The politics of oil took centre stage on Thursday as Britain quarrelled with Argentina over exploration off the Falkland Islands and opened talks with the US on joint action to try to subdue crude prices.
UK officials confirmed that David Cameron and Barack Obama had discussed such a presidential plan to release oil stocks at an Oval Office meeting. Speculation that the US and UK were preparing to co-operate in this way helped send Brent crude down by around $1 a barrel to $124, still very high by historic standards, although short of the record $148 in mid-2008.
Both leaders are under political pressure from motorists and consumers over soaring fuel costs.
Speaking in New York on Thursday, Cameron said: “We are all facing the problem of higher oil prices and that translates into the cost of filling up the family car, which is very high here in the US but frankly even higher in the UK.
“I want to try to help British families, just as Barack Obama wants to help American families. We didn’t reach a decision yesterday about oil reserves but we discussed the issue and I think it is important that we do what we can to try to help families who are trying to make their family budgets add up.”
Obama is particularly worried that high prices could derail his country’s fragile economic recovery in a presidential election year.
Both of them are also aware that the Middle East – still the world’s main oil producing area – remains highly volatile, a situation which could worsen if Israel attacks Iran, as some fear.
One British source said of a potential reserves plan: “President Obama is getting a lot of grief over the high price of oil.”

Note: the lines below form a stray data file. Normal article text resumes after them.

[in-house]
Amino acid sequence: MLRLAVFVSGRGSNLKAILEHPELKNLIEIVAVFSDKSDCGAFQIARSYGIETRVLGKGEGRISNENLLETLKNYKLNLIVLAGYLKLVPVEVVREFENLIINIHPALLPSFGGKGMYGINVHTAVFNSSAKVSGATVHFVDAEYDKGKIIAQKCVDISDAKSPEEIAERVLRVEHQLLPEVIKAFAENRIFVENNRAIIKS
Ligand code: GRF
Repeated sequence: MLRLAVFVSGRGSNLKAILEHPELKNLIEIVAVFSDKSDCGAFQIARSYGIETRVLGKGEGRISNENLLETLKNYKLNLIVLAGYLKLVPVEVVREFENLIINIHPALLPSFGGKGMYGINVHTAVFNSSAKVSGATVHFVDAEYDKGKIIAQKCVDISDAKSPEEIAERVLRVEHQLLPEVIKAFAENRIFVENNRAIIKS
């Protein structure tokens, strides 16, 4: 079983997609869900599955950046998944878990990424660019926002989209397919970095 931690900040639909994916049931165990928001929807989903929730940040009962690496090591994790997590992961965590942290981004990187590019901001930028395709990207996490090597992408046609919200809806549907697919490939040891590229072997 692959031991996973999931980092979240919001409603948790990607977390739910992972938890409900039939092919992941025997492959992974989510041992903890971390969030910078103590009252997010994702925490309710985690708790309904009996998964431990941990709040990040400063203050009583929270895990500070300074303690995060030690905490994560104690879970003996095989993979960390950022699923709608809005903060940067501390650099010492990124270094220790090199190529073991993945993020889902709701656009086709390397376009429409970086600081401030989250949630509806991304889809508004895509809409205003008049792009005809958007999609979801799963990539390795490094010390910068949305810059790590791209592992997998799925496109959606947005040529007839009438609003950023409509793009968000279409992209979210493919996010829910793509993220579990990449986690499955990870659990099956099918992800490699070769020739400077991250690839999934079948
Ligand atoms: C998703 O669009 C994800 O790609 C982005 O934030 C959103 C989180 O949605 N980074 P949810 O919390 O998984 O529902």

Britain also responded on Thursday to a threat of legal action by Argentina against companies involved in energy exploration around the Falklands.
Argentina says Britain is flouting UN resolutions that call for talks and prohibit any unilateral action as long as the sovereignty dispute persists. Foreign minister Hector Timerman said offshore oil exploration amounts to a unilateral move.
At a news conference in Buenos Aires, the minister called the exploration and drilling activities illegal. He said Argentina would bring civil and criminal charges against the companies involved.
“With these actions we assume the responsibility of defending Argentina’s natural resources,” he said. “The South Atlantic’s oil and gas are property of the Argentine people.”
A UK Foreign Office spokesman said: “Hydrocarbon exploration is a legitimate commercial venture and the British government supports the rights of the Falkland islanders to develop their hydrocarbons sector.”
“This right is an integral part of the right of self-determination, which is expressly contained in the International Covenant on Civil and Political Rights,” he added, referring to a United Nations’ treaty.
He said there could be no negotiations on the sovereignty of the Falkland Islands unless the 3,000 islanders wanted them.
Several companies have drilled in waters off the islands. British explorer Rockhopper has been seeking a partner to invest in the $2bn (£1.3bn) Sea Lion project. Borders & Southern and Falkland Oil & Gas are set to drill wells south of the islands this year.
An industry source in London said legal action against companies involved in Falklands oil exploration “will have no impact on Rockhopper’s operations as they look to develop the Sea Lion project”.
Borders & Southern declined to comment.
As to the US plan, Britain is open to the idea of attempting to subdue the oil price by releasing reserves, if only because it is a way of showing a desire to help. But officials are sceptical about whether the UK and US, as major oil consumers rather than producers, can have a long-term impact on the price.
One source said: “To bring down the price of oil you need to increase the supply, which at the end of the day is down to the Opec producing countries. Saudi Arabia has already increased production.
“You also need a fall in demand. But that is not going to happen because there has been a structural change in demand – that is, 8% annual growth in China.”
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